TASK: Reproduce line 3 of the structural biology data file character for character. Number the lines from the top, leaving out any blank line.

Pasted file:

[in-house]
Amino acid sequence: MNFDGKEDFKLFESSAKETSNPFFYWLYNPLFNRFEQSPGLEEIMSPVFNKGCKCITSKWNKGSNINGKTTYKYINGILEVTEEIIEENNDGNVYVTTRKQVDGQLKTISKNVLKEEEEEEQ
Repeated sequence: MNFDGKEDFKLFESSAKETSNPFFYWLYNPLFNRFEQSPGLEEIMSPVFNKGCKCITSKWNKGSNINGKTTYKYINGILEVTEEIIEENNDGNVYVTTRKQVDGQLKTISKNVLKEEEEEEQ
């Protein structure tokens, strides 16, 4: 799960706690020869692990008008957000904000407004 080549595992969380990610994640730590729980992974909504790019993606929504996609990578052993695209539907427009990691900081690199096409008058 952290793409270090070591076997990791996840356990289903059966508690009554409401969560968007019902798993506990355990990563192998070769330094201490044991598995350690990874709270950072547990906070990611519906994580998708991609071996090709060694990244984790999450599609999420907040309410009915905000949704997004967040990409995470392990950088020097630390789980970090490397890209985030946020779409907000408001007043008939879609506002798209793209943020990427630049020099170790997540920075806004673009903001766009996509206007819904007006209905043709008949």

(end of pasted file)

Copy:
Repeated sequence: MNFDGKEDFKLFESSAKETSNPFFYWLYNPLFNRFEQSPGLEEIMSPVFNKGCKCITSKWNKGSNINGKTTYKYINGILEVTEEIIEENNDGNVYVTTRKQVDGQLKTISKNVLKEEEEEEQ